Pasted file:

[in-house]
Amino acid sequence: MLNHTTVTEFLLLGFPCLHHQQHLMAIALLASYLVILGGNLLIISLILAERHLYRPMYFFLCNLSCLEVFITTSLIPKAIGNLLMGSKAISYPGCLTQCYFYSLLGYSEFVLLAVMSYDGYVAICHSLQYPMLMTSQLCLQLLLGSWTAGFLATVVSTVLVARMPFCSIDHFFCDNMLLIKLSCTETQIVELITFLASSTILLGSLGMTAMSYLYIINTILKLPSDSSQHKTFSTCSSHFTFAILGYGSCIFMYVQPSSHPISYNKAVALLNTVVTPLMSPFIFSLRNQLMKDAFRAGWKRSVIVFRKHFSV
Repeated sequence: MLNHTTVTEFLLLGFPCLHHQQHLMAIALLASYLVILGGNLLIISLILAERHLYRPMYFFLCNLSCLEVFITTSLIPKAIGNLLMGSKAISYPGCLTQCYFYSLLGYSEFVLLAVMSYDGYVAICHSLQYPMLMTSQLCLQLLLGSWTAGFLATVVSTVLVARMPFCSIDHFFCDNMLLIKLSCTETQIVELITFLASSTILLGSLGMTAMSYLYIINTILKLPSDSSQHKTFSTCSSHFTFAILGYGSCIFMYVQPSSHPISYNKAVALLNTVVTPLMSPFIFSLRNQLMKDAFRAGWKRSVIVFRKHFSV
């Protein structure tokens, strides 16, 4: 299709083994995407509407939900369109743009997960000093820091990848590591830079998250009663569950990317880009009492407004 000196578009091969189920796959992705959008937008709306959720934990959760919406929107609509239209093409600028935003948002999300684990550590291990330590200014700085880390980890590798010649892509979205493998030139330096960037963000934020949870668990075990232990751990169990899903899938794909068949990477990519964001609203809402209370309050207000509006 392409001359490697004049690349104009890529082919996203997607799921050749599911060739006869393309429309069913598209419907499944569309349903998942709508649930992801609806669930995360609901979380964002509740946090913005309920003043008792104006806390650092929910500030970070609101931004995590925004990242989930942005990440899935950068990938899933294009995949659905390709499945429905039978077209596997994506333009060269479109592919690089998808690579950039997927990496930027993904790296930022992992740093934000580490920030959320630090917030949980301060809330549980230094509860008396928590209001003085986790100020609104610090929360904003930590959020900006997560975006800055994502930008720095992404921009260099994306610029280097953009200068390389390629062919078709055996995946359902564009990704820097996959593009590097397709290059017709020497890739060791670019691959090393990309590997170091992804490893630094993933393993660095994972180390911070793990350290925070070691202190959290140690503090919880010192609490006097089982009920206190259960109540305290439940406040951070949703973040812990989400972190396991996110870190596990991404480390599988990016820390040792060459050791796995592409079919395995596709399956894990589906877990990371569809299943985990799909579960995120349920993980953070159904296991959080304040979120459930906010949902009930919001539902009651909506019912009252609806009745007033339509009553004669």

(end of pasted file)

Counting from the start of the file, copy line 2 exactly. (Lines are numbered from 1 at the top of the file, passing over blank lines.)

Amino acid sequence: MLNHTTVTEFLLLGFPCLHHQQHLMAIALLASYLVILGGNLLIISLILAERHLYRPMYFFLCNLSCLEVFITTSLIPKAIGNLLMGSKAISYPGCLTQCYFYSLLGYSEFVLLAVMSYDGYVAICHSLQYPMLMTSQLCLQLLLGSWTAGFLATVVSTVLVARMPFCSIDHFFCDNMLLIKLSCTETQIVELITFLASSTILLGSLGMTAMSYLYIINTILKLPSDSSQHKTFSTCSSHFTFAILGYGSCIFMYVQPSSHPISYNKAVALLNTVVTPLMSPFIFSLRNQLMKDAFRAGWKRSVIVFRKHFSV